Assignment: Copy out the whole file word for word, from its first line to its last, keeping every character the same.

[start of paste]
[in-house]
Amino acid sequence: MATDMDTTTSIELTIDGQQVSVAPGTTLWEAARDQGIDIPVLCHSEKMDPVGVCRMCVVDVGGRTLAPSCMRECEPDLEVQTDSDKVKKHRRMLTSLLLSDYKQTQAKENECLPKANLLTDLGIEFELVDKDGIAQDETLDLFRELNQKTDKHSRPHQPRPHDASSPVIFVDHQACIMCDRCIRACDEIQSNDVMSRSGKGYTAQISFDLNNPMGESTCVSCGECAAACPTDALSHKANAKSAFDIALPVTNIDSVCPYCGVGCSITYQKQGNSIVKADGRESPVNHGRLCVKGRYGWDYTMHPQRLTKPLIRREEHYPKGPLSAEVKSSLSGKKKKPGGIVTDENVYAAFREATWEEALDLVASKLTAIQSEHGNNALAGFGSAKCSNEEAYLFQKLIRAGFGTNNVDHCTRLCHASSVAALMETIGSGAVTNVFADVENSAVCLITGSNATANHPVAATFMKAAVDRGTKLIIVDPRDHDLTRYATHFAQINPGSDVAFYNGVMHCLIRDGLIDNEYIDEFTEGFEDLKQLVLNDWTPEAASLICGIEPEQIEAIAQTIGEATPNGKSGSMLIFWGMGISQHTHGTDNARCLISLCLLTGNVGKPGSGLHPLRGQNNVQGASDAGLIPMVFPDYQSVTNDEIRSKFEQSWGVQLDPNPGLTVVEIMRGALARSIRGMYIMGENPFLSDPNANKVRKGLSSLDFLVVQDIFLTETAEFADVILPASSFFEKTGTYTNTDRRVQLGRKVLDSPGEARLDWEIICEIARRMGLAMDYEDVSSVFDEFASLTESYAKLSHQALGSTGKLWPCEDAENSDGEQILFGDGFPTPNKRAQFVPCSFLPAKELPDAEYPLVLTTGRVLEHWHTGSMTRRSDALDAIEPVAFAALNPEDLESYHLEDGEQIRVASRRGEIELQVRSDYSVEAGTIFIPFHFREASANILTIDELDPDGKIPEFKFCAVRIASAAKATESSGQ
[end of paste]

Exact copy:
[in-house]
Amino acid sequence: MATDMDTTTSIELTIDGQQVSVAPGTTLWEAARDQGIDIPVLCHSEKMDPVGVCRMCVVDVGGRTLAPSCMRECEPDLEVQTDSDKVKKHRRMLTSLLLSDYKQTQAKENECLPKANLLTDLGIEFELVDKDGIAQDETLDLFRELNQKTDKHSRPHQPRPHDASSPVIFVDHQACIMCDRCIRACDEIQSNDVMSRSGKGYTAQISFDLNNPMGESTCVSCGECAAACPTDALSHKANAKSAFDIALPVTNIDSVCPYCGVGCSITYQKQGNSIVKADGRESPVNHGRLCVKGRYGWDYTMHPQRLTKPLIRREEHYPKGPLSAEVKSSLSGKKKKPGGIVTDENVYAAFREATWEEALDLVASKLTAIQSEHGNNALAGFGSAKCSNEEAYLFQKLIRAGFGTNNVDHCTRLCHASSVAALMETIGSGAVTNVFADVENSAVCLITGSNATANHPVAATFMKAAVDRGTKLIIVDPRDHDLTRYATHFAQINPGSDVAFYNGVMHCLIRDGLIDNEYIDEFTEGFEDLKQLVLNDWTPEAASLICGIEPEQIEAIAQTIGEATPNGKSGSMLIFWGMGISQHTHGTDNARCLISLCLLTGNVGKPGSGLHPLRGQNNVQGASDAGLIPMVFPDYQSVTNDEIRSKFEQSWGVQLDPNPGLTVVEIMRGALARSIRGMYIMGENPFLSDPNANKVRKGLSSLDFLVVQDIFLTETAEFADVILPASSFFEKTGTYTNTDRRVQLGRKVLDSPGEARLDWEIICEIARRMGLAMDYEDVSSVFDEFASLTESYAKLSHQALGSTGKLWPCEDAENSDGEQILFGDGFPTPNKRAQFVPCSFLPAKELPDAEYPLVLTTGRVLEHWHTGSMTRRSDALDAIEPVAFAALNPEDLESYHLEDGEQIRVASRRGEIELQVRSDYSVEAGTIFIPFHFREASANILTIDELDPDGKIPEFKFCAVRIASAAKATESSGQ